Last week I started my new job as a Principal Software Engineer at Workscape.  I’m back in another Agile position, working on Java (and starting work on Flex, too), which are the two things I was looking for.  I would have settled for a position at a company that wasn’t Agile, but it would have been hard, knowing the benefits of it. I was waiting to post this until I got my first paycheck or did my first commit of fixed issues, whichever came first. Thursday and Friday I fixed three issues, so now it’s official.

Workscape offers HR services to other companies and their employees.

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I came across this blog post on the Developer Art blog on preserving and sharing project knowledge.  I found both the articles and the comments insightful, offering several good suggestions for persisting and disseminating project knowledge.

This is a topic near and dear to my heart.  Anyone who has worked with me on a project knows I take endless notes, and I have been saved by them many times.  They can lead to information overload, but to me, it’s worth the risk.  You can’t go back in time and take notes at a meeting that already happened any more than you can reshoot your vacation pictures once you’re back home and notice that they all have your thumb in them.  I would rather record information and throw it away later if I don’t need it, than try to reconstruct an undocumented conversation after the fact.  The act of recording the information also helps me remember it.

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Time management for job hunters is tricky.  On the one hand, many career counselors will tell you that finding a job is now your full-time job you should be spending 40 hours a week on.  On the other hand, once you’ve exhausted the low-hanging fruit, you’ll be hard-pressed to find 8 hours of productive activities a day.  It goes without saying that trying to do nothing else all day would lead most people to deep depression and/or anxiety  Imagine spending 40 hours a week trying to find a date.  Finding a balance and prioritizing are the key.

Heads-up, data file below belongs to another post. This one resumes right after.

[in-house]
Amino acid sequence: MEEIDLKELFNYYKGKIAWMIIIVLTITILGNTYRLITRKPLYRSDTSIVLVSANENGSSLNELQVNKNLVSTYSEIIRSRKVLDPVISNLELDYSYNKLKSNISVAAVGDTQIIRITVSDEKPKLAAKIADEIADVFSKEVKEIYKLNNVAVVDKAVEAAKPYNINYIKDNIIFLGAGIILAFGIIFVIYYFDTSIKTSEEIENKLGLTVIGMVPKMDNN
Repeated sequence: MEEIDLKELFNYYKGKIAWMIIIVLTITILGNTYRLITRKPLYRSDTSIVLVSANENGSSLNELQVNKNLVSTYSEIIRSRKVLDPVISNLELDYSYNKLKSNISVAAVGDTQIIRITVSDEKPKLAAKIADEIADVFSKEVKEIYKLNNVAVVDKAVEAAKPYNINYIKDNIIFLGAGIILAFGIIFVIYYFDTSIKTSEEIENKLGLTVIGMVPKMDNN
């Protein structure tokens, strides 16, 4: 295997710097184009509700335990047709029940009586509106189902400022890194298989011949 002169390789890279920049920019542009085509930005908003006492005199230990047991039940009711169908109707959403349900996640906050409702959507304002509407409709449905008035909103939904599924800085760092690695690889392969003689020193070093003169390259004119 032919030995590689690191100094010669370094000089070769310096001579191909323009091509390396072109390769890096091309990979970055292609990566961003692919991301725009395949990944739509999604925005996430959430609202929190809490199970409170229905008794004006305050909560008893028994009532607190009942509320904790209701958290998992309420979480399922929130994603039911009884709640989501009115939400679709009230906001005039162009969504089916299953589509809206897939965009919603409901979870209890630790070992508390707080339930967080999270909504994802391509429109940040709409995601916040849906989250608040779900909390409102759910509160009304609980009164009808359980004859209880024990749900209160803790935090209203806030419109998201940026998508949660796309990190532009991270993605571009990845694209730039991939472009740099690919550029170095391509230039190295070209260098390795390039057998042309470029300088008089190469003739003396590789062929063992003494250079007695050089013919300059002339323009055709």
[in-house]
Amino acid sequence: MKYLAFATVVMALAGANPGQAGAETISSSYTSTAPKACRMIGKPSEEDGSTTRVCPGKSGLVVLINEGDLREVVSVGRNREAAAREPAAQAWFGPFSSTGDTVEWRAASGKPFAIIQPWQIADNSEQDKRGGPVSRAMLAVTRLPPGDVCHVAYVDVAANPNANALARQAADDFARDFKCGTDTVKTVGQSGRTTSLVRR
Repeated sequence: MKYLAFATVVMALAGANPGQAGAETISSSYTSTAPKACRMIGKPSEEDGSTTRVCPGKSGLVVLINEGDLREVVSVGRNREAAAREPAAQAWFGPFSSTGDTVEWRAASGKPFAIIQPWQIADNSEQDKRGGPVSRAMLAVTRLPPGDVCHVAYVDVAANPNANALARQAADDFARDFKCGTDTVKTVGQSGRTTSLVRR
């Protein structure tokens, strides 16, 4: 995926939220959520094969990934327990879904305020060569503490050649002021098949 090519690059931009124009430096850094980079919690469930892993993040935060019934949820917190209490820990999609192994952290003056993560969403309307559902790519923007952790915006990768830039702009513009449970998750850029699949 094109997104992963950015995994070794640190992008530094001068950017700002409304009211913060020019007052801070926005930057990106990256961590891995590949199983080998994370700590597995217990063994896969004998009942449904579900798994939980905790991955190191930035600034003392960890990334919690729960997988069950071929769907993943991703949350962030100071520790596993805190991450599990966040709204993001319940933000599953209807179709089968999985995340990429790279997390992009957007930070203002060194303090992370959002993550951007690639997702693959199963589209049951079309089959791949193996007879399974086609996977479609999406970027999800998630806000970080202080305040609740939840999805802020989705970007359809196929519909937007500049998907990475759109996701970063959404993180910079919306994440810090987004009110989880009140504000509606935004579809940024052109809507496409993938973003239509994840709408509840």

Working on your job search is great, but not if you’re really doing busy work.  Focus on high-value activities when you’re working, focus on high-fun activities when you’re playing, and you’ll be much happier.  And above all else, be honest with yourself which one you’re doing 😉  It’s essential to plan relaxation time in the day, because depressed interviewees don’t become employees.
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I am starting a new series of posts on news and advice for both job seekers and employers.  This has been a hot topic for me for a long time, and my continued unemployment has made it even hotter.  I am involved with several unemployment support and networking groups, most notably WIND Networking (who I highly recommend).  I have studied job hunting like a science, and have learned many lessons from my own process, and from listening to others.  I don’t claim any special training in this area, but I have studied it for a long time, and what I do works well for me.  I have also been on both sides of the fence (interviewing and hiring others as well).  Since this topic is important to me, I added a new category (Employment) for these articles.  You can read all posts related to employment at this URL.

Years ago I had a series of pages on my old website about job hunting, but when I started porting it over to my new website, I found some of the information dated.  I will certainly copy over some of the content, but I think posting articles on topics will be more helpful than creating static pages again.  Please send me any and all comments and ideas for future articles.  Some articles I have already planned are preparing for a technical interview. time management, and establishing a presence online.

This article is on starting your job hunt.  There are several steps you should take once you “have gained increased daytime freedom”.  I cannot stress enough, though, that much of this you should be thinking about before you lose your job.  I will be driving that point on several of these suggestions.
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